The reason was that they were brothers from one man/chief who had multiple wives in West Africa. Of which the first born in the family was the Mbukushu, followed by a Muyeyi, and then the three brothers from the chief’s younger Tonga-Lea wives.

And the first born child in the Tonga-Lea line was a “Musubila Mwikuhane, followed by the Musubila Mufue, and Musubila Mutotela.” And these five are the ones I keep referring to as our people because they’re all indeed my people. Any Caprivian who knows their history would also refer to them as such! Unfortunately things are different today.

Different how?

Different in the sense that people don’t care about such things anymore! And that’s because in real sense, they don’t know that they’re related. What you don’t know basically can’t hurt you! But I don’t blame them because I know where and how their problem of heritage loss had started.

Where and how did it start?

In South Western Zambia where they lived for centuries after departing from the Great Lakes Region! Briefly, as they lived in Great Lakes Region, the Lui-Lozi approached them and made them an offer they couldn’t refuse. That was so because the Lui-Lozi had heard and saw how good farmers our people were in the Great Lakes Region. And so the Lozi tricked them into working for them for a few years, and in return they would be given a great new country of their own in the far south west, they said.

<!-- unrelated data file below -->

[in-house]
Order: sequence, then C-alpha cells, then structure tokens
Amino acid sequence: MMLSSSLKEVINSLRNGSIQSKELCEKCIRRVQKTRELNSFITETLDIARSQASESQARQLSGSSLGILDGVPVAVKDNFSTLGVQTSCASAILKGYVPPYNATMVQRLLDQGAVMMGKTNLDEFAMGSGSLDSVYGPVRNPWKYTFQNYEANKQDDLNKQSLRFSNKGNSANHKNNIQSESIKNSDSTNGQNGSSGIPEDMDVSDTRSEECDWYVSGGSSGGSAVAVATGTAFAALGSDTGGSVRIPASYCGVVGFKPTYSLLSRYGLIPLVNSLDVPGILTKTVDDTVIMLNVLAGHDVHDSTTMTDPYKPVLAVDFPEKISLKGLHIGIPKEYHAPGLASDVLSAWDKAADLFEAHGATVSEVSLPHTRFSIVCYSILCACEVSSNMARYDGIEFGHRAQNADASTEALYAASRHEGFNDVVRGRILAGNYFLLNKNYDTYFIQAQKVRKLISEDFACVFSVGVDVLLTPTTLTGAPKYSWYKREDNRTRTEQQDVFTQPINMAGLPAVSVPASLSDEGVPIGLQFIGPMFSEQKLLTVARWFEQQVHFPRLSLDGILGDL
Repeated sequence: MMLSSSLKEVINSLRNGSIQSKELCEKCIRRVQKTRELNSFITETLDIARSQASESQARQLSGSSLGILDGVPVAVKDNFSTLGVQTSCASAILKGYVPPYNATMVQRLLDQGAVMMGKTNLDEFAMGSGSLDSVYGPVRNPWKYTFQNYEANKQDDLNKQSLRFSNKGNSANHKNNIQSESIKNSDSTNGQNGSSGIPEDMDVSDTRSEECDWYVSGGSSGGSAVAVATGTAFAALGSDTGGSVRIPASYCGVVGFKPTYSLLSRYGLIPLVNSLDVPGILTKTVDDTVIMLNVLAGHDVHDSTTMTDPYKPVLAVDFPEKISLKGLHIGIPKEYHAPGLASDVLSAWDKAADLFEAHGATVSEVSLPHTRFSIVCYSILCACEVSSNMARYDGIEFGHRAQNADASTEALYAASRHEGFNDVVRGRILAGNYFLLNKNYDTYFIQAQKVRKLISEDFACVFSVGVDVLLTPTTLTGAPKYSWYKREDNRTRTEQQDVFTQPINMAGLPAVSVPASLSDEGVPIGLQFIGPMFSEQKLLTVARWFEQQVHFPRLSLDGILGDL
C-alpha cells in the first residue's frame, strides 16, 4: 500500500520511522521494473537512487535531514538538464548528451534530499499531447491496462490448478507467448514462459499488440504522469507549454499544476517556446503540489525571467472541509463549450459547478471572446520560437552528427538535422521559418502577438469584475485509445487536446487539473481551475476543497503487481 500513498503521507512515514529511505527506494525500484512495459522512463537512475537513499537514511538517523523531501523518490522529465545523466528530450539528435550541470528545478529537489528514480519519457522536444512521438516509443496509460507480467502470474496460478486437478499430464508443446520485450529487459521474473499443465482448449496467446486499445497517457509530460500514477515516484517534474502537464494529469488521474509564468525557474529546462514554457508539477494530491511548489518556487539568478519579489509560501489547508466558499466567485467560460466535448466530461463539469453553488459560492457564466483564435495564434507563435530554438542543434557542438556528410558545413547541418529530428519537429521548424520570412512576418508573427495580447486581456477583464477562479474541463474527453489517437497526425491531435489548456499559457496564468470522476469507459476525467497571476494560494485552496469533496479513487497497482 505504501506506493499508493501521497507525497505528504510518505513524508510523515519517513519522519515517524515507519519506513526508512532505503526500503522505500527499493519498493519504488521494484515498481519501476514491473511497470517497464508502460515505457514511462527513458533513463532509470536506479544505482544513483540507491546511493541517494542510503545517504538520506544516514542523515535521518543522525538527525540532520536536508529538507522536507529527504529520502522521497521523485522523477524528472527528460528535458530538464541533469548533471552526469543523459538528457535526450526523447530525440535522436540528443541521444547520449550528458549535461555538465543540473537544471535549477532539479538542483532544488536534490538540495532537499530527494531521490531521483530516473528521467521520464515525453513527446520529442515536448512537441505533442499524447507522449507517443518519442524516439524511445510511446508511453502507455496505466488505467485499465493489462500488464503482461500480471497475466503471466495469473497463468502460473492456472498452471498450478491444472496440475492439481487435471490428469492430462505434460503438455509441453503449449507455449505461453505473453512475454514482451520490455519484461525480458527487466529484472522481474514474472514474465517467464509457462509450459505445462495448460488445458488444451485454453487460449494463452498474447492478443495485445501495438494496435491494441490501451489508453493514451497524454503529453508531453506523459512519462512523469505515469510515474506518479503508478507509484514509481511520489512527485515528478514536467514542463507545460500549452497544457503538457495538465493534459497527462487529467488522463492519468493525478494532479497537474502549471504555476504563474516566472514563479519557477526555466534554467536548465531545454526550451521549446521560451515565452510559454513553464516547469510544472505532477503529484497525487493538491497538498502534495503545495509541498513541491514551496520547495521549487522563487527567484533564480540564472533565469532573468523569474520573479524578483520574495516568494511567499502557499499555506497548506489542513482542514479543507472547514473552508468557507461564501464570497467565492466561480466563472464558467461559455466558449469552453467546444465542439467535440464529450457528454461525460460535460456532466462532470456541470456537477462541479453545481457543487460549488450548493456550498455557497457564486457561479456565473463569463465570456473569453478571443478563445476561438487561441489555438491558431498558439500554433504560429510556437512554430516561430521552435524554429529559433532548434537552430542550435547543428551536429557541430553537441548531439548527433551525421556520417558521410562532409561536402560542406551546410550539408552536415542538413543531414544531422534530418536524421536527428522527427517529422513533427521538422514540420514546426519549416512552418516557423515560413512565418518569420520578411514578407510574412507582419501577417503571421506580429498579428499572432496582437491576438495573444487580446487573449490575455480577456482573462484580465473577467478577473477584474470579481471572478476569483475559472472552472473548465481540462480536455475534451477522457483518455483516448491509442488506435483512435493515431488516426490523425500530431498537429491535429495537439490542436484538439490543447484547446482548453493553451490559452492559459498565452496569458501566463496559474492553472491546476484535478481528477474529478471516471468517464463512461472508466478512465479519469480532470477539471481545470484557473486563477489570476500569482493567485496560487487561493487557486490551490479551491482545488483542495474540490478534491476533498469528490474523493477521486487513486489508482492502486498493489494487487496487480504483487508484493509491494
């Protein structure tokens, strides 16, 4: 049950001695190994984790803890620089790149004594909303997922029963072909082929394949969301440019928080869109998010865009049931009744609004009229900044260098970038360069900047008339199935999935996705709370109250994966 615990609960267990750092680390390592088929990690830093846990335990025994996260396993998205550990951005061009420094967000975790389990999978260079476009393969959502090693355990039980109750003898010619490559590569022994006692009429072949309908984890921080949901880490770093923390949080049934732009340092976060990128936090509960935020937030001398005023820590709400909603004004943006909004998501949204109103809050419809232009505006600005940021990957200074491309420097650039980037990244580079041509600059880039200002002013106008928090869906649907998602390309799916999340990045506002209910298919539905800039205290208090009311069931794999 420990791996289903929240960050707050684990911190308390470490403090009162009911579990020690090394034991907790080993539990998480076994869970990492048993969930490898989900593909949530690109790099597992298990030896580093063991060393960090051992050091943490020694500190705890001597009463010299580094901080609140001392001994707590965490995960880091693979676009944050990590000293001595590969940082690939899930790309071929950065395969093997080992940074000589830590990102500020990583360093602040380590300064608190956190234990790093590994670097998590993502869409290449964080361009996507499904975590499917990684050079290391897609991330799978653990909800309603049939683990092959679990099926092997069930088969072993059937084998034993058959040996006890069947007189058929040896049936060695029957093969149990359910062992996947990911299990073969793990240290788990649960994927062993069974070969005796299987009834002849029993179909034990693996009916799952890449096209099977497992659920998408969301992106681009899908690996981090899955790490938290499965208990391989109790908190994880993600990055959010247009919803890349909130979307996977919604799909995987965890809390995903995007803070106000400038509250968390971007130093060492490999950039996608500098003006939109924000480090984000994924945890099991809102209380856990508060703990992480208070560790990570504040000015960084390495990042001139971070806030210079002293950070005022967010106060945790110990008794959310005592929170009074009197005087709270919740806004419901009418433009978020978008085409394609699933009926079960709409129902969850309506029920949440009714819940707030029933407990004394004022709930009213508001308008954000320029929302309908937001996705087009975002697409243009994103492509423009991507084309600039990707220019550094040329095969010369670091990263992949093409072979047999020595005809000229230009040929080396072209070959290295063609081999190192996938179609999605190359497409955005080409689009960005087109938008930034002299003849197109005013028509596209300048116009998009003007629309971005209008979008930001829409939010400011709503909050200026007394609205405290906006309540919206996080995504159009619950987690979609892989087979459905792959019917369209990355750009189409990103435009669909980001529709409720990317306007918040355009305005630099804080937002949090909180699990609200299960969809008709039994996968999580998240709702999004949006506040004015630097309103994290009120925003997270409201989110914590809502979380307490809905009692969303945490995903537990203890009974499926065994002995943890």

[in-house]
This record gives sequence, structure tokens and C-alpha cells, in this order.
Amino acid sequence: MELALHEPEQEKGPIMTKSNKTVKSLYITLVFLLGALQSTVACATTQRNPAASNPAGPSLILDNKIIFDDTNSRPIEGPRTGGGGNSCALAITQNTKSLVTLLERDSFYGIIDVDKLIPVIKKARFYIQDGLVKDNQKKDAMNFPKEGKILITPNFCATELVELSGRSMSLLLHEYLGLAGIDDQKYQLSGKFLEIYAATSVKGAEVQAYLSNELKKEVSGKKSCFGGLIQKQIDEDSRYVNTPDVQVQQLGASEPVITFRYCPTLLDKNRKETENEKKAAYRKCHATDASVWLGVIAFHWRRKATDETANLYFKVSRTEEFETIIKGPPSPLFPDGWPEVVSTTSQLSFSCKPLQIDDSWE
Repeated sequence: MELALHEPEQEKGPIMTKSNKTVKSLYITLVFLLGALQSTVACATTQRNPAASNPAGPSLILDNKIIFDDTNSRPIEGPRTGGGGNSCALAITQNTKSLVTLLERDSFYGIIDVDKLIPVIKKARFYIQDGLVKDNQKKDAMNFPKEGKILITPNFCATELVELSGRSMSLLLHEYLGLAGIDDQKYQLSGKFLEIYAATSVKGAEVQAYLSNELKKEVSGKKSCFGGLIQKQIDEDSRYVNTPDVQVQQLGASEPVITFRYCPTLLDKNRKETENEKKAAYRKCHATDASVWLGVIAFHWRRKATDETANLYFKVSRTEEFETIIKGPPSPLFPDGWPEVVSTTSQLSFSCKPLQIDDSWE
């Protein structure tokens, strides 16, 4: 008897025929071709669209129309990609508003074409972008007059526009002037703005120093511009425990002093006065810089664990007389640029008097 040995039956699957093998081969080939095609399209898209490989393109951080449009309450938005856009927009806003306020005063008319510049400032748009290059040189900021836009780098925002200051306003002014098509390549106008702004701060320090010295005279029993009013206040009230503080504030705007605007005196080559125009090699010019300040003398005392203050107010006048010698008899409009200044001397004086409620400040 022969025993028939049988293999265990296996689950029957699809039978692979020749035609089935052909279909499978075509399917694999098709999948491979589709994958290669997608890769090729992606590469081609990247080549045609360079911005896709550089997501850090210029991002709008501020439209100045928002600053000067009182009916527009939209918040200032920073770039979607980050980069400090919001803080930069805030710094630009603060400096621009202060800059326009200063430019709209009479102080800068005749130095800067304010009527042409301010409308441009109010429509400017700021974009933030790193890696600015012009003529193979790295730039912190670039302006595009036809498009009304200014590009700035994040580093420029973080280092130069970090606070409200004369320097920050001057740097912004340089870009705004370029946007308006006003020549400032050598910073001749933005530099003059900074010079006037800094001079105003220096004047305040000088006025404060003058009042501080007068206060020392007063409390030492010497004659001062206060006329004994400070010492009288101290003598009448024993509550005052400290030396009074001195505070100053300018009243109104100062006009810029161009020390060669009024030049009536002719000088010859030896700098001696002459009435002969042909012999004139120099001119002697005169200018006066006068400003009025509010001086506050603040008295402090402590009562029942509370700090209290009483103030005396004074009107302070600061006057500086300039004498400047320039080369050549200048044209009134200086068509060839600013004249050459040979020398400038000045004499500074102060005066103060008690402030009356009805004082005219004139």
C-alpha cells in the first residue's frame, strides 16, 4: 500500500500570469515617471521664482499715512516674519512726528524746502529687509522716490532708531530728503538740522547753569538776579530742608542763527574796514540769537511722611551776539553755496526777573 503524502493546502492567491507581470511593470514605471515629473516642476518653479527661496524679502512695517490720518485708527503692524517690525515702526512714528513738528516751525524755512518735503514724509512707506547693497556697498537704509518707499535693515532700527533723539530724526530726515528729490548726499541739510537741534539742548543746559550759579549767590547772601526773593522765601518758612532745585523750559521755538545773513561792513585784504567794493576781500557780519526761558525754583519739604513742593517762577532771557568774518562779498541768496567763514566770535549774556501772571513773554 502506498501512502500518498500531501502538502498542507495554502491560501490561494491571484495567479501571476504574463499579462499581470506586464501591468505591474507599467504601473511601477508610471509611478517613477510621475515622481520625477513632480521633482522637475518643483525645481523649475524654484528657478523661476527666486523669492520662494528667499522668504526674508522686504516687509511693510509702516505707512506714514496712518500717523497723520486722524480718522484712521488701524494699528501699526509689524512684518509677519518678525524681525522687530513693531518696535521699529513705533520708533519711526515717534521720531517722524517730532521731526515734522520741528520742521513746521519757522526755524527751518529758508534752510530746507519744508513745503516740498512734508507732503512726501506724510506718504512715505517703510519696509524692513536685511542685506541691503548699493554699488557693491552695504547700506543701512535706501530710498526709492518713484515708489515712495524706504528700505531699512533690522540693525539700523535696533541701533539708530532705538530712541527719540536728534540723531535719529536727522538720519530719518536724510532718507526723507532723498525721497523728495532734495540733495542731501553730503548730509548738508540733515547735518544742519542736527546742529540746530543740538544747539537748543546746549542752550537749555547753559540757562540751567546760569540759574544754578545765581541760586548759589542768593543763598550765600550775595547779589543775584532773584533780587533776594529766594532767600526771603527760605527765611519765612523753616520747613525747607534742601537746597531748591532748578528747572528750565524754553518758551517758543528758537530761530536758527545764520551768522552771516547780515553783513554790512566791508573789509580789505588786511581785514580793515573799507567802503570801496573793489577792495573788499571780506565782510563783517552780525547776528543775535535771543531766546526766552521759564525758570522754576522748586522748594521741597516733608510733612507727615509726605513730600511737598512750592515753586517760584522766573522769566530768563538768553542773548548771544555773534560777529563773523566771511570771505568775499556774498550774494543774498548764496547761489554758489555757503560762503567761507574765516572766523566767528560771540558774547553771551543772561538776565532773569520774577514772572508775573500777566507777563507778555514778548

Adding that it was a beautiful agricultural country in the middle of nowhere! But first they would have to work for it, as said. Our people liked the idea of having a country of their own, so they took the offer. And quickly, they put together a team of strong young athletic scouters to join that of the Lozi people to go survey the country and report back.

The scout teams finally picked up and it took them 3 years to complete the mission. They returned with good news about the wonderful country indeed! And that’s when our forefathers agreed to go work for the country, today known as Caprivi – Zambezi Region – Namibia.